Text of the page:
Corporations are inhumane, but they have the legal status of a single human being. This is a documentary which explains how this happened and what the effects are. It is quite lengthy (145 minutes), but the sort of audiences who want to learn about this stuff are going to tolerate it. This - again - makes America look bad (mainly because it is home of the world's most powerful corporations like Nike, Coca-Cola and McDonald's). Did you know, for example, that IBM supplied the "business solution" for Nazi concentration camp administration: an early form of computer: the punch-card database?
This is a well balanced film, with opinion from right-wing think-tankers, Nobel Prize-winning (hawk) economists, reformed conscience CEOs, Michael Moore, and Noam Chomsky. There's a hilarious scene from one of Moore's movies when he goes to sing Christmas carols - in true corporate spirit - in the foyer of a large tobacco company...with victims of throat cancer, who squawk along, holding a finger to the hole in their throat.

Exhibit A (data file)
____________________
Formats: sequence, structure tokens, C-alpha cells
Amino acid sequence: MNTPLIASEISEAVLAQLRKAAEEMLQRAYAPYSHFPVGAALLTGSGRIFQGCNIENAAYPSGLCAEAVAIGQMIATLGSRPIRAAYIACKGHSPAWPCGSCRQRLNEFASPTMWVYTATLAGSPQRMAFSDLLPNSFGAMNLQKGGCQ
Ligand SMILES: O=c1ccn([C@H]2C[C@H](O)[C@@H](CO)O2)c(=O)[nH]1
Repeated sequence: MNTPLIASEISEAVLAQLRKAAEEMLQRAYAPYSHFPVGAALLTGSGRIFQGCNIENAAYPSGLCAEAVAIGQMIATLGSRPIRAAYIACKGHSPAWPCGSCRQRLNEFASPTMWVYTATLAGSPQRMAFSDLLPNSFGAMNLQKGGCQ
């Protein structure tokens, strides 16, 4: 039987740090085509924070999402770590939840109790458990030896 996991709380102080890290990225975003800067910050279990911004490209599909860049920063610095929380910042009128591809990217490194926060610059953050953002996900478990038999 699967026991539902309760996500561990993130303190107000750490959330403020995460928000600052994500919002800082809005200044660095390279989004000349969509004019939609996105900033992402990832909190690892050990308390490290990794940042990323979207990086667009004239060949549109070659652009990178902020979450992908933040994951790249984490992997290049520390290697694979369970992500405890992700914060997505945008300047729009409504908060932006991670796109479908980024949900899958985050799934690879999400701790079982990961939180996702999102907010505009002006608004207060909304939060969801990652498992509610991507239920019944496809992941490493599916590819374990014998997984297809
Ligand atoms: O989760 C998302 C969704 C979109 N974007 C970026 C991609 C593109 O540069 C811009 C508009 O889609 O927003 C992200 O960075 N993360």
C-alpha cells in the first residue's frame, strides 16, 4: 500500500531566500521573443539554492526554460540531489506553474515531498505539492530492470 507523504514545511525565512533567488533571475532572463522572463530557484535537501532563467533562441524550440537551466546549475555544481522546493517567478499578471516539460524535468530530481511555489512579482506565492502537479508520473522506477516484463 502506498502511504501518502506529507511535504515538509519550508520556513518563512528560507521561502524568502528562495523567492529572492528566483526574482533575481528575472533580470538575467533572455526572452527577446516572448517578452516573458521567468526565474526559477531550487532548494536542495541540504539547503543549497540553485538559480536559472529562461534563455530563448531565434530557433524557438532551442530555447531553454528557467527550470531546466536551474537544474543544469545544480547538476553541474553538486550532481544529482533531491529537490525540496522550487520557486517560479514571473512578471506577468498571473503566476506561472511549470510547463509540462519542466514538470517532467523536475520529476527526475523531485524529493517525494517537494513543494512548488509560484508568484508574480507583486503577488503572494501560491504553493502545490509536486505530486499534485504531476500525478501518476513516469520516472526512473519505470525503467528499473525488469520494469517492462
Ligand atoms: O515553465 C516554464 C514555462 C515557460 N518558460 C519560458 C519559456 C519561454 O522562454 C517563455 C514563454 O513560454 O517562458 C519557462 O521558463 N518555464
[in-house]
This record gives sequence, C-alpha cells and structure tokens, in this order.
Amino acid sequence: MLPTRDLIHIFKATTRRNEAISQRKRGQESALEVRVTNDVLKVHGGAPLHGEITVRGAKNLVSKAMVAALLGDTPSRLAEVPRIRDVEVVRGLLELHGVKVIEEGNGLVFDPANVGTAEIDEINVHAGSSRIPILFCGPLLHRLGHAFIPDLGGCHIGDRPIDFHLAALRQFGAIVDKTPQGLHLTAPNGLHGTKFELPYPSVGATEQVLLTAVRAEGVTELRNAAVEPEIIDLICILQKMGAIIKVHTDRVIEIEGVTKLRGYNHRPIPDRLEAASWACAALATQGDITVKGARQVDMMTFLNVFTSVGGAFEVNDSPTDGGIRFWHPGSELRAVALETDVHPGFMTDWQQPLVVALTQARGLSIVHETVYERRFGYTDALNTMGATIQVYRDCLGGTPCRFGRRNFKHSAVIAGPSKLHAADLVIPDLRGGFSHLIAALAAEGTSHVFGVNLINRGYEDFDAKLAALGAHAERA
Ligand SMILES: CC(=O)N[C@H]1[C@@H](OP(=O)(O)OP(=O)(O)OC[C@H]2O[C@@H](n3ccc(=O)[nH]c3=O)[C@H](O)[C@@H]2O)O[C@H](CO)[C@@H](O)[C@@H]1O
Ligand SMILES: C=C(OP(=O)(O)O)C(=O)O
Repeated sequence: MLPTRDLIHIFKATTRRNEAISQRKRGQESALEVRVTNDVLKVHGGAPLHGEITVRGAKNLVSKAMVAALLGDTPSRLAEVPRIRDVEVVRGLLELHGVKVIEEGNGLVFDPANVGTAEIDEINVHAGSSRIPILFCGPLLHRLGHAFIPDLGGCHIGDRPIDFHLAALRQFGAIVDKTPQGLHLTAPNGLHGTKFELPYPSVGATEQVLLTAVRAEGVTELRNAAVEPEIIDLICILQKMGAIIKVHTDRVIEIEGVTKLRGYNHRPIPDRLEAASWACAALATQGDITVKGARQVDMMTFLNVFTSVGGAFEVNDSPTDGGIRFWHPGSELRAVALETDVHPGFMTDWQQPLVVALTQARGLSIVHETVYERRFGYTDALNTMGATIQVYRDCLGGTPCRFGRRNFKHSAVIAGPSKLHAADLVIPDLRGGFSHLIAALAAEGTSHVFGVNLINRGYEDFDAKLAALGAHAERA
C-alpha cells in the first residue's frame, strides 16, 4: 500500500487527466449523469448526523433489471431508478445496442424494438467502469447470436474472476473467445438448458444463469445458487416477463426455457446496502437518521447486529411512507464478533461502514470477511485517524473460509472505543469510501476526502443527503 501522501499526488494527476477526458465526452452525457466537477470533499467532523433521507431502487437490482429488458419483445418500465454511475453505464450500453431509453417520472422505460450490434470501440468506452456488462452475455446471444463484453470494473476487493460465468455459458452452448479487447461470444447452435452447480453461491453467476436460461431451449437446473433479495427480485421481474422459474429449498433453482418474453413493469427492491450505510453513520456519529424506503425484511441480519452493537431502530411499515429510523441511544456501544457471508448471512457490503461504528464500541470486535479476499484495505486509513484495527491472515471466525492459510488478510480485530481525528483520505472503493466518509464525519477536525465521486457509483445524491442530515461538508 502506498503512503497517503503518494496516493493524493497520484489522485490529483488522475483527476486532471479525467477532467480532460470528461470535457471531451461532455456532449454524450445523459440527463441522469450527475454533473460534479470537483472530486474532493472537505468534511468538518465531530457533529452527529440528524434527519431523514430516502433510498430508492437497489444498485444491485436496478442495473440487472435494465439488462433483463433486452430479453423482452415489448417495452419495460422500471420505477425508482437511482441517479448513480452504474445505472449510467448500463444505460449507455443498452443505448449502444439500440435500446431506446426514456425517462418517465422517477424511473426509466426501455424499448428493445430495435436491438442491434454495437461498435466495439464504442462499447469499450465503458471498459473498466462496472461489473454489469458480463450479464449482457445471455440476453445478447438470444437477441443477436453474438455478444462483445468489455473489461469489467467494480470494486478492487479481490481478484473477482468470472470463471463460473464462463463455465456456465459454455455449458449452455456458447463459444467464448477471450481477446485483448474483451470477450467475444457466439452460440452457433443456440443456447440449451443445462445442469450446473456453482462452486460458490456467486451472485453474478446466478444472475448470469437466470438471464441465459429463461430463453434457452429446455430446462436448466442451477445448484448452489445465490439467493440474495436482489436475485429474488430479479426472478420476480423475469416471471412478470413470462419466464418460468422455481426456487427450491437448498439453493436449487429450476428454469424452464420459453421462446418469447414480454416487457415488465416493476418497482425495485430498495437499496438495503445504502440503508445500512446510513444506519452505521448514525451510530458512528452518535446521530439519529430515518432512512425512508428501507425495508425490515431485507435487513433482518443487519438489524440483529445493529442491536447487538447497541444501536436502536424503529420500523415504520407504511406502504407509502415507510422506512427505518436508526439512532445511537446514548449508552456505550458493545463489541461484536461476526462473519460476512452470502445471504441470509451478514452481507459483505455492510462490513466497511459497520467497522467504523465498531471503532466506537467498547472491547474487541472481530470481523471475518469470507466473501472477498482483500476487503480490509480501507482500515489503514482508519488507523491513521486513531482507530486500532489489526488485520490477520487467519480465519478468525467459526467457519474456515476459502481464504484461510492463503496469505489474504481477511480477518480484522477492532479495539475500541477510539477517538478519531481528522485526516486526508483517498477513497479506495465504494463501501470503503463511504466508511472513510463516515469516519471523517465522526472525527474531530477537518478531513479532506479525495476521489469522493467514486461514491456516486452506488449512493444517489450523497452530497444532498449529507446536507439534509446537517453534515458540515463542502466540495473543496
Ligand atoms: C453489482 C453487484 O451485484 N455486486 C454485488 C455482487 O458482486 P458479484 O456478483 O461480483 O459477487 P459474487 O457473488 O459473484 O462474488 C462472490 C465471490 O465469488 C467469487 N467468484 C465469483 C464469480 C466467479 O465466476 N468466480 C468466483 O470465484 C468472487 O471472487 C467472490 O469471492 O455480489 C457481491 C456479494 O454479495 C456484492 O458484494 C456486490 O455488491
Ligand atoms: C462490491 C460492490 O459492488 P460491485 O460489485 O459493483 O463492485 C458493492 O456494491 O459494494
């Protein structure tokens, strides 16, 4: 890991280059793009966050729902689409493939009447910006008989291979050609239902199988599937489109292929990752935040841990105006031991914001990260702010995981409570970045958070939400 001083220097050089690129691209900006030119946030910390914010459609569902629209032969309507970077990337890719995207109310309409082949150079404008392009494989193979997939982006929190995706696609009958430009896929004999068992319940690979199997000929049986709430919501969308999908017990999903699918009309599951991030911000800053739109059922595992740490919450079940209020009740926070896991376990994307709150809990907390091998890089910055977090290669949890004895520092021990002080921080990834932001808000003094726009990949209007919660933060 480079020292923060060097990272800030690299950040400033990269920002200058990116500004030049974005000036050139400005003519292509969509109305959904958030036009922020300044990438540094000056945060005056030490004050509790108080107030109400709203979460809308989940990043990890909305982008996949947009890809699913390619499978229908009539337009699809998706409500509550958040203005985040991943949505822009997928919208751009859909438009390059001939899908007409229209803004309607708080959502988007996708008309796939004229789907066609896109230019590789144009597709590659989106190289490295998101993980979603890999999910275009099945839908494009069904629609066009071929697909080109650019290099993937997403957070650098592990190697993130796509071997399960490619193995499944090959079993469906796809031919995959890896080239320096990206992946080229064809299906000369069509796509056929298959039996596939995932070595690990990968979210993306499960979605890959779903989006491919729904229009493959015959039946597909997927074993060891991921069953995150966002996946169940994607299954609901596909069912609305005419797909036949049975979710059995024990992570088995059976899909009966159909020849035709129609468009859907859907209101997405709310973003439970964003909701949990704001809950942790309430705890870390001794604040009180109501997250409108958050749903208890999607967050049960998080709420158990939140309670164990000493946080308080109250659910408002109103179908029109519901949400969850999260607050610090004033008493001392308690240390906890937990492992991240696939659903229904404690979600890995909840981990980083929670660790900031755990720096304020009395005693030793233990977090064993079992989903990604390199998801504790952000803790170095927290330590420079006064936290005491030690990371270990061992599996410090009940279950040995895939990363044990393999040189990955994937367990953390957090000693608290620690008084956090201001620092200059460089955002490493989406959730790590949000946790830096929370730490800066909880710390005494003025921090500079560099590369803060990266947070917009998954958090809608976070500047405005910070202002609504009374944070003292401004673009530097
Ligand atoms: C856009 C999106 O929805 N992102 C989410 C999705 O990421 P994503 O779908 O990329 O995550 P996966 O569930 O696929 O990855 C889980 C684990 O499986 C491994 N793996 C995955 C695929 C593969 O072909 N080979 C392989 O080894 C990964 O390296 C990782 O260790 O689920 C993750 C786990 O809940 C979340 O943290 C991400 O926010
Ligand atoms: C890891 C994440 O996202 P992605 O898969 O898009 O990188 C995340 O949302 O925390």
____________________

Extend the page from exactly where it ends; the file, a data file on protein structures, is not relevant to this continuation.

But it's not all end-of-the-world stuff. There are some uplifting citings of the people uprising in Bolivia to oppose the privitization of their city's water supply; of advocates for sustainable development; of smalltown American communities boycotting chain stores. We (or our lawyers did) gave birth to this monster; but we can also slay it like Beowulf.
Nugget: Not quite as engaging as Mark Achbar's 1992 film, Manufacturing Consent: Noam Chomsky and the Media, but still makes informative and at times entertaining and funny viewing.